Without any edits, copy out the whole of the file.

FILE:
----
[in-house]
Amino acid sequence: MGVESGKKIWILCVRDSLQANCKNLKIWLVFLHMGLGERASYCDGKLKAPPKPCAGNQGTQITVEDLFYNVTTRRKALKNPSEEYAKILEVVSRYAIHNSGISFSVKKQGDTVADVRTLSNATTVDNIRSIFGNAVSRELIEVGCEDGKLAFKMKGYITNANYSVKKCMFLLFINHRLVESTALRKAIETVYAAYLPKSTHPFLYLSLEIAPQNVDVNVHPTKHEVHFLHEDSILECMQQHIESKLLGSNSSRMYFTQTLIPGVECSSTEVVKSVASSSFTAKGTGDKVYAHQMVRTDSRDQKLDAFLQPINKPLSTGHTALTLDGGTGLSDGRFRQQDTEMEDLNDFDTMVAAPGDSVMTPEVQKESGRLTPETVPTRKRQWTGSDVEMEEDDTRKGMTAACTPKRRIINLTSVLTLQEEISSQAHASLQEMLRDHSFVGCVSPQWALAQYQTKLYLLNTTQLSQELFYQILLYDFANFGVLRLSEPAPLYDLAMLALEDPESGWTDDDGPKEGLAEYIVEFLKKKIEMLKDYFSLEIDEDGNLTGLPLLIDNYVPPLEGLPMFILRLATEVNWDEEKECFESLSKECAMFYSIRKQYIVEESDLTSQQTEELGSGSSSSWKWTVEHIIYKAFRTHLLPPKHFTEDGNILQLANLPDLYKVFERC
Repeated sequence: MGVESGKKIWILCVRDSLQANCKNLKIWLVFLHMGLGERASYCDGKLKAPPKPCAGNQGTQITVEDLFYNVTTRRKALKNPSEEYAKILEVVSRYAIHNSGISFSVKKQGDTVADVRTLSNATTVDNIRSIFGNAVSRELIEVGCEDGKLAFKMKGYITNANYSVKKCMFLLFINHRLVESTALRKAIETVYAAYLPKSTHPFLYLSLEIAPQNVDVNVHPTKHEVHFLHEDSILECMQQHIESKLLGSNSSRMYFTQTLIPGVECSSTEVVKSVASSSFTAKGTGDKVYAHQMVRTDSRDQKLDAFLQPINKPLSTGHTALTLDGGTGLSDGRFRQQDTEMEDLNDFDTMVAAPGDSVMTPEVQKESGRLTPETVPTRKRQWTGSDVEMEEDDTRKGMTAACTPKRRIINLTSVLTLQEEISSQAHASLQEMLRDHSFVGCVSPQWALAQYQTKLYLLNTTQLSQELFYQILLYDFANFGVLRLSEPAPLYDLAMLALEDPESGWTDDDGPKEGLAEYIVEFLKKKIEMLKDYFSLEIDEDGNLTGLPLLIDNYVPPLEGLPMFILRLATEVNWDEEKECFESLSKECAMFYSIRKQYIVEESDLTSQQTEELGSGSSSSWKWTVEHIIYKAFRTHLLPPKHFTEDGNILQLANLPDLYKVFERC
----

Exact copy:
[in-house]
Amino acid sequence: MGVESGKKIWILCVRDSLQANCKNLKIWLVFLHMGLGERASYCDGKLKAPPKPCAGNQGTQITVEDLFYNVTTRRKALKNPSEEYAKILEVVSRYAIHNSGISFSVKKQGDTVADVRTLSNATTVDNIRSIFGNAVSRELIEVGCEDGKLAFKMKGYITNANYSVKKCMFLLFINHRLVESTALRKAIETVYAAYLPKSTHPFLYLSLEIAPQNVDVNVHPTKHEVHFLHEDSILECMQQHIESKLLGSNSSRMYFTQTLIPGVECSSTEVVKSVASSSFTAKGTGDKVYAHQMVRTDSRDQKLDAFLQPINKPLSTGHTALTLDGGTGLSDGRFRQQDTEMEDLNDFDTMVAAPGDSVMTPEVQKESGRLTPETVPTRKRQWTGSDVEMEEDDTRKGMTAACTPKRRIINLTSVLTLQEEISSQAHASLQEMLRDHSFVGCVSPQWALAQYQTKLYLLNTTQLSQELFYQILLYDFANFGVLRLSEPAPLYDLAMLALEDPESGWTDDDGPKEGLAEYIVEFLKKKIEMLKDYFSLEIDEDGNLTGLPLLIDNYVPPLEGLPMFILRLATEVNWDEEKECFESLSKECAMFYSIRKQYIVEESDLTSQQTEELGSGSSSSWKWTVEHIIYKAFRTHLLPPKHFTEDGNILQLANLPDLYKVFERC
Repeated sequence: MGVESGKKIWILCVRDSLQANCKNLKIWLVFLHMGLGERASYCDGKLKAPPKPCAGNQGTQITVEDLFYNVTTRRKALKNPSEEYAKILEVVSRYAIHNSGISFSVKKQGDTVADVRTLSNATTVDNIRSIFGNAVSRELIEVGCEDGKLAFKMKGYITNANYSVKKCMFLLFINHRLVESTALRKAIETVYAAYLPKSTHPFLYLSLEIAPQNVDVNVHPTKHEVHFLHEDSILECMQQHIESKLLGSNSSRMYFTQTLIPGVECSSTEVVKSVASSSFTAKGTGDKVYAHQMVRTDSRDQKLDAFLQPINKPLSTGHTALTLDGGTGLSDGRFRQQDTEMEDLNDFDTMVAAPGDSVMTPEVQKESGRLTPETVPTRKRQWTGSDVEMEEDDTRKGMTAACTPKRRIINLTSVLTLQEEISSQAHASLQEMLRDHSFVGCVSPQWALAQYQTKLYLLNTTQLSQELFYQILLYDFANFGVLRLSEPAPLYDLAMLALEDPESGWTDDDGPKEGLAEYIVEFLKKKIEMLKDYFSLEIDEDGNLTGLPLLIDNYVPPLEGLPMFILRLATEVNWDEEKECFESLSKECAMFYSIRKQYIVEESDLTSQQTEELGSGSSSSWKWTVEHIIYKAFRTHLLPPKHFTEDGNILQLANLPDLYKVFERC